ABU DHABI // Education chiefs have banned schools from interviewing children for kindergarten places.
The ban comes after parents complained that children as young as 4 were being placed under intolerable pressure, and that the interviews were unscientific and selective.
Parents whose children were rejected after an interview felt a deep sense of frustration, Al Ittihad, the Arabic-language sister paper of The National, reported.
The ban was welcomed by parents who described the pre-admission interviews as unnecessary.
"Children at this age are too young to be subjected to such an assessment, and why is the child's future being decided in one interview?" said Lina Barqawi, a mother of two.
Mrs Barqawi's daughter attended an interview at the age of 4 and could not handle the pressure.
"She started crying as she entered a room full of strangers. We had to spend a long time before we could calm her and she started answering the questions," she said.
Her younger son, who is in KG2 this year, endured a similar process. "I just feel that this interview is unnecessary. Why are schools demanding that the children are on a certain academic level?" Mrs Barqawi said.
"Why are they depending on parents to educate their children before starting schools? Is this not their role? I feel that it put an unnecessary burden on the children."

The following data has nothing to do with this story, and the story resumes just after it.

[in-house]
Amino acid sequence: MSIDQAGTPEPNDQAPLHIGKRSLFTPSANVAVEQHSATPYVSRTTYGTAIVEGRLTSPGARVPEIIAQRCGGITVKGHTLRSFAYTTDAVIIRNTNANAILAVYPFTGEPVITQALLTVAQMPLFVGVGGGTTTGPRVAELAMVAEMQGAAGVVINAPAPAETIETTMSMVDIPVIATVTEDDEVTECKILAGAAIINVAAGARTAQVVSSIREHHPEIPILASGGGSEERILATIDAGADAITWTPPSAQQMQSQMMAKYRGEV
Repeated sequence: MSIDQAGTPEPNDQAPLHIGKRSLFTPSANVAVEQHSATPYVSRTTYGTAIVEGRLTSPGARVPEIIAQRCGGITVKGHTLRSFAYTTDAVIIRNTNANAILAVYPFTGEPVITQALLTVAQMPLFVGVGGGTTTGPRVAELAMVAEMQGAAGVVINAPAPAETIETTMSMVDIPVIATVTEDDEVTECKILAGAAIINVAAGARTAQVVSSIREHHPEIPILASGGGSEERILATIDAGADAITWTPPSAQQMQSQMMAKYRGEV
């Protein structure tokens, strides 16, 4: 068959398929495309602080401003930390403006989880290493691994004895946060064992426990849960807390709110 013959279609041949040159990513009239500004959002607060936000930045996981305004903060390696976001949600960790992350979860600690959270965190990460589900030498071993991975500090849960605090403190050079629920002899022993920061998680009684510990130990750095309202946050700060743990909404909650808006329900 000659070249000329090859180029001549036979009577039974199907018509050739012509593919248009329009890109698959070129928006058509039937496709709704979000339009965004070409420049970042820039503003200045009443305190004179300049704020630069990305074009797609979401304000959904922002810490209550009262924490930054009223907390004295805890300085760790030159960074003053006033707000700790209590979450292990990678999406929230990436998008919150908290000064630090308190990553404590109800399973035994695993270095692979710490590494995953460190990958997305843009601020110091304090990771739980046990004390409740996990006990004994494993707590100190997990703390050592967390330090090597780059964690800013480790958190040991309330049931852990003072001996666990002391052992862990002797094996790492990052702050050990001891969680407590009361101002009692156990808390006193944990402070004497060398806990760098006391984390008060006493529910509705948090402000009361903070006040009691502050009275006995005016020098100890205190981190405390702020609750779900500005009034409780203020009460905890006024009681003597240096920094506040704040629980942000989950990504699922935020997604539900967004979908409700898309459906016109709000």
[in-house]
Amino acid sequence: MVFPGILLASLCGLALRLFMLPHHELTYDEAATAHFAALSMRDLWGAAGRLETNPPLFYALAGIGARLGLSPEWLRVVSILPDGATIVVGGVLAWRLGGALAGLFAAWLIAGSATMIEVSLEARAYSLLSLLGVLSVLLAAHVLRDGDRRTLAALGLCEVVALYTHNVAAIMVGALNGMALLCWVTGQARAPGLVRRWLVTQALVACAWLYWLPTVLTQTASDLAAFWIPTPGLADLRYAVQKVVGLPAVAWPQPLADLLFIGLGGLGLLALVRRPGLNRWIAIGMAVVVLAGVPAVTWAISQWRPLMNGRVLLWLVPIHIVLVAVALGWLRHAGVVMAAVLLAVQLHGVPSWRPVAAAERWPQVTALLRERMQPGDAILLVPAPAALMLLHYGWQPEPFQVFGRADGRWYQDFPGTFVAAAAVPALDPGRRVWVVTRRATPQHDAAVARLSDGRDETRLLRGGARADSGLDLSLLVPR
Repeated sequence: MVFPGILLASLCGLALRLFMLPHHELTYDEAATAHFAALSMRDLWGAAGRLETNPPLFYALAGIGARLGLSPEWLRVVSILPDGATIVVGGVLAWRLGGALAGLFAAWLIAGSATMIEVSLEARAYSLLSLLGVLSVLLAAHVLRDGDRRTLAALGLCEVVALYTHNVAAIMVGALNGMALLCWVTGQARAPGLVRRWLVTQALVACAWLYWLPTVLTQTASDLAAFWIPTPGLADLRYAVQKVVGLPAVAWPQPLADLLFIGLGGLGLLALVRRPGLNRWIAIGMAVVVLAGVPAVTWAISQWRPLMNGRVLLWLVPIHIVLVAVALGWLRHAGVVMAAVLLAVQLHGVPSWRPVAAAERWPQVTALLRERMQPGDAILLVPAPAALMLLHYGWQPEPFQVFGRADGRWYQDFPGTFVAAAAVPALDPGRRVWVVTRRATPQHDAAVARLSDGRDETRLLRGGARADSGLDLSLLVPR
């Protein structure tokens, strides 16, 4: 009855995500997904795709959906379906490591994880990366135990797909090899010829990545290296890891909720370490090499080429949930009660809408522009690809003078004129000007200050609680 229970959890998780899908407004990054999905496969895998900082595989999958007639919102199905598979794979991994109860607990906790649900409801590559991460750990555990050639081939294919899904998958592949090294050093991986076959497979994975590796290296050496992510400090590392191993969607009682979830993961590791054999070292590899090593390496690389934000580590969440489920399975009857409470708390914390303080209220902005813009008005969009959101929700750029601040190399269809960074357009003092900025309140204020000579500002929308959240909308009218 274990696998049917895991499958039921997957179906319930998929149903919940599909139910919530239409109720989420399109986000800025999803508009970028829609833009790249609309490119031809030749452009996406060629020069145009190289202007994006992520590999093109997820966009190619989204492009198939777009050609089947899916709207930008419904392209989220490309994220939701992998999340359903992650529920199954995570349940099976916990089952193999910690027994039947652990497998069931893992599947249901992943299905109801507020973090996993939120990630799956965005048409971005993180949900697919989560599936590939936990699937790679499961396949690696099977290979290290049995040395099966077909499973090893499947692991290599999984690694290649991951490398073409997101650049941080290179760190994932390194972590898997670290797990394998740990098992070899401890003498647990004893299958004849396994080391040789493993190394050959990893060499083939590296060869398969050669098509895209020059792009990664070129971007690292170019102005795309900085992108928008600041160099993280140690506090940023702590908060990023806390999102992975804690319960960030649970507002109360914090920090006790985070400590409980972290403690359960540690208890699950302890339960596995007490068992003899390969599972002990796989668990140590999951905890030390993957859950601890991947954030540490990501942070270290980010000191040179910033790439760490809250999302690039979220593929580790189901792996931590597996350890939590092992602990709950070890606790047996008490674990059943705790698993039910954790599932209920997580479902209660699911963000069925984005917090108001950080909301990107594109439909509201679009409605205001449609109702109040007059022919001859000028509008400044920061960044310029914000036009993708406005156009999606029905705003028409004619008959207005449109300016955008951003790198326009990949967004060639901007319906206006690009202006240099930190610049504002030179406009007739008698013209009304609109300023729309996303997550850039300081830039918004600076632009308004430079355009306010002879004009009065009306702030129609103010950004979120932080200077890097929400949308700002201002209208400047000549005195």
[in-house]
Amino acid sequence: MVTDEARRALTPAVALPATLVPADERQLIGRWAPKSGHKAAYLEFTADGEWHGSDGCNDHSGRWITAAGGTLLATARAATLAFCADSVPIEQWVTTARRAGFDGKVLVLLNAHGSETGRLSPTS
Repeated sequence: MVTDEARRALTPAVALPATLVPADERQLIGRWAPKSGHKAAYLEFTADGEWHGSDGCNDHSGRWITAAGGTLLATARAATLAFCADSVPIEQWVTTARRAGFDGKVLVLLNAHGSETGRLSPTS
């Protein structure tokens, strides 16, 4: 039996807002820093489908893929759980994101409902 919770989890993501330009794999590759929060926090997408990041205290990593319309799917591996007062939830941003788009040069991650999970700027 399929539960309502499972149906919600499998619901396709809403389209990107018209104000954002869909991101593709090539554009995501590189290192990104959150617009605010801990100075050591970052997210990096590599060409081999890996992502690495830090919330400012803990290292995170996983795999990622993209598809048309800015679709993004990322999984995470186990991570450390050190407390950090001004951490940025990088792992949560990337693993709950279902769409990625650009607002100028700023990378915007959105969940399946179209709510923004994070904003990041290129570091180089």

Hamad Al Dhaheri, executive director for private education at Abu Dhabi Education Council, said Adec had appointed a team to look into the parents' complaints. Based on its findings, the regulator has banned pre-admission interviews from the next academic year.
Mr Al Dhaheri said access to education was a guaranteed right regardless of creed, ethnicity, nationality or language.
All Emirati and expatriate children have the right to an excellent educational environment in public and private schools, Mr Al Dhaheri said, and he will be holding meetings with private school principals to discuss the decision.
Mr Al Dhaheri urged parents who have encountered selective processes such as interviews at private kindergartens to come forward to the authority.
"Communication with parents is very important for us. Without this communication it would not be possible for the private education department at the council to know of such practices, which we do not accept," he said.